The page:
Sunday, May 13, 2018

Author examines issues of race in 'Down the River'

Few mystery writers can examine issues of race — how it divides and binds people — as clearly and unflinchingly as Walter Mosley, who returns to this theme in his stand-alone novel "Down the River Unto the Sea."

Examining how discrimination and prejudice affects African-Americans is right in Mosley's wheelhouse. The author doesn't miss a beat weaving this into the gritty plot of "Down the River Unto the Sea."

While the plot soars, King doesn't land as completely formed. Mosley's Easy Rawlins ruled "Devil in a Blue Dress" from the first page; Leonid McGill, Fearless Jones and Socrates Fortlow were also memorable. King needs a bit more sculpting before he reaches the level of Mosley's other characters.

Image result for down to the river unto the seaJoe King Oliver was one of the NYPD’s finest investigators, until, dispatched to arrest a well-heeled car thief, he is framed for assault by his enemies within the NYPD, a charge which lands him in solitary at Rikers Island. A decade later, King is a private detective, running his agency with the help of his teenage daughter, Aja-Denise. Broken by the brutality he suffered and committed in equal measure while behind bars, his work and his daughter are the only light in his solitary life. When he receives a card in the mail from the woman who admits she was paid to frame him those years ago, King realizes that he has no choice but to take his own case: figuring out who on the force wanted him disposed of—and why.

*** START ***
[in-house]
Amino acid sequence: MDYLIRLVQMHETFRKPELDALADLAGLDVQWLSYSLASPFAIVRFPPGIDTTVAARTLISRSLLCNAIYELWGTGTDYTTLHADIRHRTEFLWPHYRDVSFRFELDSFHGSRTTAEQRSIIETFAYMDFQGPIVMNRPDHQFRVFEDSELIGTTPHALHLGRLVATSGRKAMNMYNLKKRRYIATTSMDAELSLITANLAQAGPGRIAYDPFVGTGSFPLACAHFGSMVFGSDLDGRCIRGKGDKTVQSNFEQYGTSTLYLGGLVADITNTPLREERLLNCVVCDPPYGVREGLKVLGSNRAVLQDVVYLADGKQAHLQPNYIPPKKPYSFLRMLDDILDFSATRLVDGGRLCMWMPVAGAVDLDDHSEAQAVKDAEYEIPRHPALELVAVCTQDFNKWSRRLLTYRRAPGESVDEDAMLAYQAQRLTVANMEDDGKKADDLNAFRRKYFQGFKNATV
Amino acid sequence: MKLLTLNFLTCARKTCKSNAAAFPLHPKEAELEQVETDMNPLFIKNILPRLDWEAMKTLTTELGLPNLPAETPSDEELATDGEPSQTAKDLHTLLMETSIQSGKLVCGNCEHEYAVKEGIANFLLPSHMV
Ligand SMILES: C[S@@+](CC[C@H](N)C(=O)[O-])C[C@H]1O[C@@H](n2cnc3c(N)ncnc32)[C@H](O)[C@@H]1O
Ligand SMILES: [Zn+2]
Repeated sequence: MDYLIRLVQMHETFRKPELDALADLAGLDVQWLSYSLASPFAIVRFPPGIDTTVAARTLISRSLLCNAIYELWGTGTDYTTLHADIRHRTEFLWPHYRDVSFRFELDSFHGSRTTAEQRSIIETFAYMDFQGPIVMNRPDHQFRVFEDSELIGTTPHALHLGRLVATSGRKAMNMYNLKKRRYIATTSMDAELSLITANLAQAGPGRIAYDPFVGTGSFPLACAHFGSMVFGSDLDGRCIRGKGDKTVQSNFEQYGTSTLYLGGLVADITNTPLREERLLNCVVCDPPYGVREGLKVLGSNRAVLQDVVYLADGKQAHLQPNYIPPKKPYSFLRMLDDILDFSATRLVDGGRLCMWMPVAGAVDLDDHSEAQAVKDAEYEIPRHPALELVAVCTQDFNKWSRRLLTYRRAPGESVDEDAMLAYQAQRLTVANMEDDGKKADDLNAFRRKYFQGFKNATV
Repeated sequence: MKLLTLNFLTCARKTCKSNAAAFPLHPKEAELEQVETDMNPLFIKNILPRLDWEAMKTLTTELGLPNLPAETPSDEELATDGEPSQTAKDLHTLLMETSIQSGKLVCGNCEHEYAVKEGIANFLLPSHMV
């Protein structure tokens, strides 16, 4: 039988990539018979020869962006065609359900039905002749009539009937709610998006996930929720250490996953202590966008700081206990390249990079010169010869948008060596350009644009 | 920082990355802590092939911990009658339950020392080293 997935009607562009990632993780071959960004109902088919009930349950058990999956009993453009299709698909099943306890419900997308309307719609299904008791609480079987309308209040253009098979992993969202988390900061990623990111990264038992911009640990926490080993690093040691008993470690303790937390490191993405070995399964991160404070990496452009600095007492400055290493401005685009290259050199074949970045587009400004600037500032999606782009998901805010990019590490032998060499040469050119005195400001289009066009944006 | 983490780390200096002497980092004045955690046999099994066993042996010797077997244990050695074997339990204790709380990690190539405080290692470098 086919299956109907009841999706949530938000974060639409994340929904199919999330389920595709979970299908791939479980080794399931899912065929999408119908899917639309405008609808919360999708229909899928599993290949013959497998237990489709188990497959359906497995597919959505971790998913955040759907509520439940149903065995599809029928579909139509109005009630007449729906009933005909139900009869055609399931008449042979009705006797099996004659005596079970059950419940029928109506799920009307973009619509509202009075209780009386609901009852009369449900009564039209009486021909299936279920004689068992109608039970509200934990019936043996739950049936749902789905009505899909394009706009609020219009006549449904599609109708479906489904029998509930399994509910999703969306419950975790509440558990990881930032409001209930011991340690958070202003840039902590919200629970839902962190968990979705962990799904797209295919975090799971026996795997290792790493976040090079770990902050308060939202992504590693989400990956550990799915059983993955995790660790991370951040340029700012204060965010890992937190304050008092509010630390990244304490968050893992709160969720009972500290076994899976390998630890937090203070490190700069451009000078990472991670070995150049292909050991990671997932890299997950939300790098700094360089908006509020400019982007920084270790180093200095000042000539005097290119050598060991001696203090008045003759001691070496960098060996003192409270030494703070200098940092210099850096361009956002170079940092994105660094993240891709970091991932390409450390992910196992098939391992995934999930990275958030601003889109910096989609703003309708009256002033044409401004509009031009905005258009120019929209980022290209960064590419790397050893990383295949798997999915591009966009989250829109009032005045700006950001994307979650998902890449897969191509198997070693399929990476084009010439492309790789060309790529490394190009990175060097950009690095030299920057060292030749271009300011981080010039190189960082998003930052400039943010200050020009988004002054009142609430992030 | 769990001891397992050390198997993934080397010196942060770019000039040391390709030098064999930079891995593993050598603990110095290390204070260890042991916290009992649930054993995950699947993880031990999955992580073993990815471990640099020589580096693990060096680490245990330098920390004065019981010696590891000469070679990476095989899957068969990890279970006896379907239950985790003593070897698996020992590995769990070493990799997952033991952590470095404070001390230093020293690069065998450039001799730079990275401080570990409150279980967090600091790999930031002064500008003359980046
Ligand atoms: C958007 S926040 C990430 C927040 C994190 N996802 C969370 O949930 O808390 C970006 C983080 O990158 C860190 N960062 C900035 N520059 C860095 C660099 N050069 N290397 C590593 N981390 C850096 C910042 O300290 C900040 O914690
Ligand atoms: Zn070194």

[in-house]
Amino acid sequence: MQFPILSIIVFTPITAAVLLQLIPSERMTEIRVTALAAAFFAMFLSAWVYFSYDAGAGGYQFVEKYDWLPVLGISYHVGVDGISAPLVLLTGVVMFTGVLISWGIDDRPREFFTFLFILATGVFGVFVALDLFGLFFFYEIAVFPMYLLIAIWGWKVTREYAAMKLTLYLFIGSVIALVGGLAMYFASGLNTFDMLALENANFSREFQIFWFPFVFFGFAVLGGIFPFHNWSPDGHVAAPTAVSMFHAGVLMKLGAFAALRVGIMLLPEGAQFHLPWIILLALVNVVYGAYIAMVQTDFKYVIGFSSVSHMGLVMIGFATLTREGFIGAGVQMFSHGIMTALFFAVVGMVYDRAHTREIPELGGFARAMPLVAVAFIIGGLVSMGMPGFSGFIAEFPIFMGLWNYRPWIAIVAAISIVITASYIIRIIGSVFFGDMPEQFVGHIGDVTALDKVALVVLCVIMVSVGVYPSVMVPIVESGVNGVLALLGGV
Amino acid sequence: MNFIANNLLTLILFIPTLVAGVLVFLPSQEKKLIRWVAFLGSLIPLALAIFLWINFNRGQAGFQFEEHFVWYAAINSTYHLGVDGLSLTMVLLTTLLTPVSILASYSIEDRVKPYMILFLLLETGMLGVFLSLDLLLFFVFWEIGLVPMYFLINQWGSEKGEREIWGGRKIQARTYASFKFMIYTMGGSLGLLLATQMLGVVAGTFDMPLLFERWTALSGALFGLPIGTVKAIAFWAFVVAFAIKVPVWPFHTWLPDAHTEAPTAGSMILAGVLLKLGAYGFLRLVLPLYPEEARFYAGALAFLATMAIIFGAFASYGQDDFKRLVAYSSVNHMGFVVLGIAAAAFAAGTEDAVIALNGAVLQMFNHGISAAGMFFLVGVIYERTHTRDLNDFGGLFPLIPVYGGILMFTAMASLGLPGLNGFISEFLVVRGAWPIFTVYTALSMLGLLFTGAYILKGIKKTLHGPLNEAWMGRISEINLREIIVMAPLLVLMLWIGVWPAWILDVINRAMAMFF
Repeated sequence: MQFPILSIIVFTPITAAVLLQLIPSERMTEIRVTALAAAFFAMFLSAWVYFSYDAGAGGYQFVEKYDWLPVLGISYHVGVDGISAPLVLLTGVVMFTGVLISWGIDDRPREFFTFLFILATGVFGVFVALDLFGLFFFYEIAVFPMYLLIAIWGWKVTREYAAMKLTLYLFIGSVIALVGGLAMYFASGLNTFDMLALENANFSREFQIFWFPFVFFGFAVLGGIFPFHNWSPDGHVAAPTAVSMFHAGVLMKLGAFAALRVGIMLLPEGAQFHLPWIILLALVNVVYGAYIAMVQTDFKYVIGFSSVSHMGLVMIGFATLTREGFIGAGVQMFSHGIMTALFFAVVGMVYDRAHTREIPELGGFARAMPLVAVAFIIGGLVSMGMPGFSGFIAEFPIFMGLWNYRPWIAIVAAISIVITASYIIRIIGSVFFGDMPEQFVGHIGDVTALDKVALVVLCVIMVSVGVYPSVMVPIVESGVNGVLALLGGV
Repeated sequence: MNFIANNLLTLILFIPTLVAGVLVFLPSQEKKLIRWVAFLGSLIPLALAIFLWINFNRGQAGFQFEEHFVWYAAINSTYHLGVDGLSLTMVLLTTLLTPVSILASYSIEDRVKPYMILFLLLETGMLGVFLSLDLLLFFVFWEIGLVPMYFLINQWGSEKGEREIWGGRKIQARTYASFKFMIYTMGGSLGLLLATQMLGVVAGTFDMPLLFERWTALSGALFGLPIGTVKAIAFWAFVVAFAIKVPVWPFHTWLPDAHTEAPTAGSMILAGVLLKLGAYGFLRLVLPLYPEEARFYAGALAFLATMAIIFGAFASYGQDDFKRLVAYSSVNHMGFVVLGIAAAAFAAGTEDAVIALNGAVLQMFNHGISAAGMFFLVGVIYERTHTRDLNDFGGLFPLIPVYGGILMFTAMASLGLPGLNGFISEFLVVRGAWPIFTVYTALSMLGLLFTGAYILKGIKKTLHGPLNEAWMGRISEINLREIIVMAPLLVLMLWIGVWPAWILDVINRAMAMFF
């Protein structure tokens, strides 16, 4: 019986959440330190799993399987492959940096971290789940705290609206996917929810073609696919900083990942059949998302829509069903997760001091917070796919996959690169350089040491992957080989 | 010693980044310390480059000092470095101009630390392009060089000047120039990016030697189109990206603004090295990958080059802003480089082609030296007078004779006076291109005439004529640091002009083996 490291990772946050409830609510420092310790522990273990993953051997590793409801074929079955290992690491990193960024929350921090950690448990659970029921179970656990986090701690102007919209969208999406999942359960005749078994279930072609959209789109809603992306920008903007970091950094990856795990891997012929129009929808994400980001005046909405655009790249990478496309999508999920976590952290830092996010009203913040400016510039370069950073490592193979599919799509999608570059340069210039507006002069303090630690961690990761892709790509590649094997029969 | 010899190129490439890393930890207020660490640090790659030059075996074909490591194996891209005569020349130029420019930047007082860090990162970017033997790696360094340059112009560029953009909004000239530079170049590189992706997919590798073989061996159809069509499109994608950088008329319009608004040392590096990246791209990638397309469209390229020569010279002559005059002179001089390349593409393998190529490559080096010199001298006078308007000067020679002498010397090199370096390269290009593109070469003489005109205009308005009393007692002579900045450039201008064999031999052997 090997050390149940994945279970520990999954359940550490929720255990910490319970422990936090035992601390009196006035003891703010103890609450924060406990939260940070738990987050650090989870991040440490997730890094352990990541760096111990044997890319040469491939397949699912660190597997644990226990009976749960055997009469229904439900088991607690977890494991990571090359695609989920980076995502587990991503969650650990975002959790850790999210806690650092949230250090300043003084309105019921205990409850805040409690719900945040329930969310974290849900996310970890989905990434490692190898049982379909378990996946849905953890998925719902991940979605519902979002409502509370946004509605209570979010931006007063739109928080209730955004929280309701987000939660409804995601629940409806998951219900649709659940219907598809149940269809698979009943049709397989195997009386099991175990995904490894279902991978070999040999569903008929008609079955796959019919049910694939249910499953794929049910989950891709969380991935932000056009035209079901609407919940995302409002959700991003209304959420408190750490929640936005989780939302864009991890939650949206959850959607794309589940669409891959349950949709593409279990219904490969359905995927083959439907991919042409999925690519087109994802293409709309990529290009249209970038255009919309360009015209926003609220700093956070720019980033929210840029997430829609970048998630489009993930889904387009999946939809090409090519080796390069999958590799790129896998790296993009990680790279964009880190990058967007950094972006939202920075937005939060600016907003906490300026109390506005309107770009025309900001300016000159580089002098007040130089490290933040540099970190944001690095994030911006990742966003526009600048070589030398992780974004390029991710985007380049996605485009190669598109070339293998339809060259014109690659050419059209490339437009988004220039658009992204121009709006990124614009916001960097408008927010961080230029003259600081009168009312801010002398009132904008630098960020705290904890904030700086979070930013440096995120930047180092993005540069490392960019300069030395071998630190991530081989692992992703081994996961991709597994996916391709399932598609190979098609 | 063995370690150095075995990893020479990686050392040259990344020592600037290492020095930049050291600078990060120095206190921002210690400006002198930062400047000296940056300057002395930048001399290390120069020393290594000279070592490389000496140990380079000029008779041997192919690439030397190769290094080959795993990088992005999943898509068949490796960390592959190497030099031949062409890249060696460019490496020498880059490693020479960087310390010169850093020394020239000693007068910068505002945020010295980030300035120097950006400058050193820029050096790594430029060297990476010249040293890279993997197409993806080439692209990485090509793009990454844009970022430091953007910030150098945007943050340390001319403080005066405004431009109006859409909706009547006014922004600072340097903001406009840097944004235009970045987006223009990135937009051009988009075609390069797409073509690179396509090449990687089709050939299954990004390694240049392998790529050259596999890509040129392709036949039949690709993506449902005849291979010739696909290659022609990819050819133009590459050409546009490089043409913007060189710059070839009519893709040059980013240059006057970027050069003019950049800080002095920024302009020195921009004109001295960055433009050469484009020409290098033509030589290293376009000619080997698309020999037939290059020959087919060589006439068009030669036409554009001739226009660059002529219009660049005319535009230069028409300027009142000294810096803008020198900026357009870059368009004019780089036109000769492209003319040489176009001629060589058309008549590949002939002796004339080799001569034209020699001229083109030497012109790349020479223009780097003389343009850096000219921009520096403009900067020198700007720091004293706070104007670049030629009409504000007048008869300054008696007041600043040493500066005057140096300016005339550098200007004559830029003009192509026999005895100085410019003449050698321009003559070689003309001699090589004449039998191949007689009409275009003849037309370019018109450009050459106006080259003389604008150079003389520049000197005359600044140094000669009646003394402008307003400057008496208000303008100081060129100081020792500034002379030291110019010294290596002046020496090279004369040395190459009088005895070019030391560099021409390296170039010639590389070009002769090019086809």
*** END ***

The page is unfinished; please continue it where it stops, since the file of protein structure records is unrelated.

Running in parallel with King’s own quest for justice is the case of Frankie Figures, a Black radical journalist accused of killing two on-duty police officers—officers Figures discovered had been abusing their badges to traffic in drugs and women within the city’s poorest neighborhoods.  Joined by Melquarth Frost, a brilliant sociopath, our hero must beat dirty cops and dirtier bankers, craven lawyers, and above all keep his daughter far from the underworld in which he works. All the while, two lives hang in the balance: Frankie Figures’, and King’s own.

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